The number of Americans filing new claims for unemployment benefits plunged, adding to bullish signals on the labor market.» Read More
Former Treasury Secretary Larry Summers tells CNBC that investments need to be made to get the U.S. economy stronger.
The drop in oil prices is putting money in consumers' pockets and is "a good thing, basically" for the economy, the Minneapolis Fed president said.
Feeling a little more flush this year? Well, you soon could be – the fall in oil prices is expected is free up $700 for each U.S. household.
The number of Americans filing new claims for unemployment benefits fell last week, adding to signs of a strengthening labor market.
The number of planned layoffs by U.S. employers fell 9.2 percent in December, capping off a year that saw the fewest job cuts since 1997.
Private-sector job creation popped in December, with companies adding a better-than-expected 241,000 workers, according to payroll processor ADP.
The U.S. international trade deficit was expected to narrow to $42.0 billion in November from $43.4 billion reported the previous month.
The holiday season is historically slow in the mortgage business, but this time around it was particularly quiet.
The Institute for Supply Management services index for December missed analyst forecasts.
The U.S. services sector expanded in December at its slowest rate since February as growth in new business and employment declined.
GasBuddy.com's annual gas price outlook says the U.S. average gallon price could hit lowest mark since 2009, USA Today reports.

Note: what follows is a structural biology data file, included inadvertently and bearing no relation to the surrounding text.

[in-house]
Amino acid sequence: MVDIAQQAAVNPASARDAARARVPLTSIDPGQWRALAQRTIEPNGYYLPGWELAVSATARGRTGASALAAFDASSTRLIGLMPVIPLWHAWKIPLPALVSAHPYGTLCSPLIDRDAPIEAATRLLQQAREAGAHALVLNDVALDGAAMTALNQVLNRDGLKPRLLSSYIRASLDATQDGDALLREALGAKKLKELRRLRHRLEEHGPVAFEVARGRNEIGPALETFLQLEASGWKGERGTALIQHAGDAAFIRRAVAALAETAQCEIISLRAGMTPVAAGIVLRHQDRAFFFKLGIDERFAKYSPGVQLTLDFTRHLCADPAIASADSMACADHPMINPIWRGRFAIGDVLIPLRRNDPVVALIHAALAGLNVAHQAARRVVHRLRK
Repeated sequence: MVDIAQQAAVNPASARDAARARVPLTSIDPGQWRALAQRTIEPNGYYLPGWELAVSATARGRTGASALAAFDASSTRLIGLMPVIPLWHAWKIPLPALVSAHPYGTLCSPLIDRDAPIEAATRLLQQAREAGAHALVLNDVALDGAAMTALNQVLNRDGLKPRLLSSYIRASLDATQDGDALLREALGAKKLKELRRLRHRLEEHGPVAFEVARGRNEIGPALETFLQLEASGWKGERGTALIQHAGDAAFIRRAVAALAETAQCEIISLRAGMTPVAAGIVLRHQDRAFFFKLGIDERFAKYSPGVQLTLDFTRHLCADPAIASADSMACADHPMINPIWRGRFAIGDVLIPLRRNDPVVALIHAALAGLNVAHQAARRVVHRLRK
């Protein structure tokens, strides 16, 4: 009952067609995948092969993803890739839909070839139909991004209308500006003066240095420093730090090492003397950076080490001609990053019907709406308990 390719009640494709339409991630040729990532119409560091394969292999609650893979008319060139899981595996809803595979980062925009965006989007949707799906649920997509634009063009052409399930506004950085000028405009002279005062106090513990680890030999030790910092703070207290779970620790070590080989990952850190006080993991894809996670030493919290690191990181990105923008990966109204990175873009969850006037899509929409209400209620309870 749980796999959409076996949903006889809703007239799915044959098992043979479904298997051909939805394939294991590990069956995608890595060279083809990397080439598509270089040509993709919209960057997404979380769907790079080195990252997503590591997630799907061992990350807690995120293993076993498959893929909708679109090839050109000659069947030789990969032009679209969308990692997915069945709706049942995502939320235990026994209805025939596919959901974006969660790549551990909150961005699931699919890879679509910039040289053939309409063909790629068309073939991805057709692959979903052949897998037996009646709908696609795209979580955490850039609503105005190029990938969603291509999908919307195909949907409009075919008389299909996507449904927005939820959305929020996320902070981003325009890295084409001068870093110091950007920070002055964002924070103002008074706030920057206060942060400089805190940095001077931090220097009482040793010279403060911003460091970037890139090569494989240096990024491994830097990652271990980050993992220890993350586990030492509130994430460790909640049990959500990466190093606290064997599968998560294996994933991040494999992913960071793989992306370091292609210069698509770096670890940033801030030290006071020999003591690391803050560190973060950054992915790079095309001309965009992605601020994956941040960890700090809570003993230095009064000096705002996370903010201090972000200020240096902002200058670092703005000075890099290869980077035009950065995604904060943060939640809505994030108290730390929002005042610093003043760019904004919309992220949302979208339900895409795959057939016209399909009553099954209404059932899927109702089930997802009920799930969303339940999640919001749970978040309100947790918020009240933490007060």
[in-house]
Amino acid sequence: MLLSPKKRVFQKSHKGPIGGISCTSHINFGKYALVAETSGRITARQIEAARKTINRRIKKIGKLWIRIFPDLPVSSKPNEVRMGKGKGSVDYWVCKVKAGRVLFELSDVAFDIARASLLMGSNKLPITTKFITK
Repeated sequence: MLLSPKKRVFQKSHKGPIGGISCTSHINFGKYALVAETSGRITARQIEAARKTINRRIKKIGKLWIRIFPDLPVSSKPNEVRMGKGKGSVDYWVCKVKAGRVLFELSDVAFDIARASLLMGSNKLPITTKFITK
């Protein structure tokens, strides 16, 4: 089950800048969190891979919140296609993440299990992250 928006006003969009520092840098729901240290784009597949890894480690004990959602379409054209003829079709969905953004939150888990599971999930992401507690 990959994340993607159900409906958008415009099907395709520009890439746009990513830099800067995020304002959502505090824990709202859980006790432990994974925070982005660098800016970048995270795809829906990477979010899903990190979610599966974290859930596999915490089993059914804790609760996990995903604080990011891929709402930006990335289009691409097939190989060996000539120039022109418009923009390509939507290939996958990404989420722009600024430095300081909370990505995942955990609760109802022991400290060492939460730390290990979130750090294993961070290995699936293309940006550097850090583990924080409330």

After slogging through most of 2014, there are a number of factors that should give specialty stores a boost in the new year.
The surprising number of new claims for unemployment benefits was not enough to change views of a sustained strength in the labor market.
Signed contracts to buy existing homes increased just 0.8 percent from a downwardly-revised October reading.
The pace of business activity in the U.S. Midwest slowed more than expected in December, a report showed on Wednesday.
The United States is back, and ready to drive global growth in 2015.
Next year is shaping up to be one of those rare times when strong economic growth is accompanied by low interest rates, the perfect mix for housing.
The 2015 wage hikes in 21 states will boost the hourly wage of 2.4 million workers, reports USA Today.
After a long, dismal stretch last winter that sent it in reverse, the U.S. economy bounced back sharply in 2014.
Washington state's minimum wage will rise to the highest in the nation on Jan. 1.
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